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Groups disagree on mobile home rent resolution

More than 3,000 mobile home park residents and owners from around central Florida came to Countryside High School Tuesday to tell a legislative commission how they felt about rent disputes. They filled the school's auditorium, including the balcony, spilling into the aisles and doorways.

State Sen. Curt Kiser, R-Clearwater, is chairman of the seven-member Mobile Home Study Commission, which includes three other state legislators and representatives from mobile home and mobile home park owners' organizations.

"This is the only way most of these mobile home owners can explain their position other than at the ballot box," said Fred Yontek, executive director of the Federation of Mobile Home Owners of Florida.

Public hearings last week in Fort Lauderdale and Fort Myers drew similar crowds. A final hearing will be at 10 a.m. today in Orlando's Expo Center.

For the most part, park owners said Tuesday they like the system the way it is and would settle for a few refinements.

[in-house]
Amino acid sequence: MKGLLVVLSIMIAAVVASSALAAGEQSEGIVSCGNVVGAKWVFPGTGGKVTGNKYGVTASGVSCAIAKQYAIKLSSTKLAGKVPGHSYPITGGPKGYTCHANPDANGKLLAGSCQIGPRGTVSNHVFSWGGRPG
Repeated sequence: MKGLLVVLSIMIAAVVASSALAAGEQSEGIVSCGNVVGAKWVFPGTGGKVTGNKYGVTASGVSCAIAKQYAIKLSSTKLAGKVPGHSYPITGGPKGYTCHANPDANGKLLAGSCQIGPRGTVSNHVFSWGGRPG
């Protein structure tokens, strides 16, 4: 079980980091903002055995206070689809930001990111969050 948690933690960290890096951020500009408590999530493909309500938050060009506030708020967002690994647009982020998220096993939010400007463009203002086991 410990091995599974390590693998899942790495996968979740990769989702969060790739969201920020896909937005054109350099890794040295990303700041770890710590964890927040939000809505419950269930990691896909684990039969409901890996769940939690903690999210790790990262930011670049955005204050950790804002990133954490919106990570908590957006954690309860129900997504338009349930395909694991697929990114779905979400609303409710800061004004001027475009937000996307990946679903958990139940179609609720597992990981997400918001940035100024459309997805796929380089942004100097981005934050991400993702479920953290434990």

Bill Turney, who owns a mobile home park in Plant City, called mobile home law in Florida "one of the finest consumer laws in the United States."

"You are our customers, youare our friends," Turney told the homeowners. "Let's work together on this."

By law, rent disputes are heard by a mediator who can do little except listen.

If the park owner does not agree that the mobile home owner's complaints are legitimate, there is little the mobile home owner can do except take the case to court.

Most of the mobile home owners at the hearing Tuesday want mediation scrapped. They want the Legislature to mandate binding arbitration.

In arbitration both sides would would appeal to an arbitrator, said Tom Munkittrick, general counsel for the Florida Mobile Home Owners Association.

The arbitrator's ruling would become binding if not appealed within 60 days.

Jerry Wallace, president of the Residents' Club at Oak Crest Mobile Home Park in Largo, said members of his group would "all agree that mediation is a failure. Park owners don't even have to show up for it. They can just leave you sitting there."

But Frank Williams, executive director of the Florida Manufactured Housing Association, said what the mobile home owners want amounts to "rent control and we just can't live with that. Nobody would make a major investment in (a mobile home park) with rent control."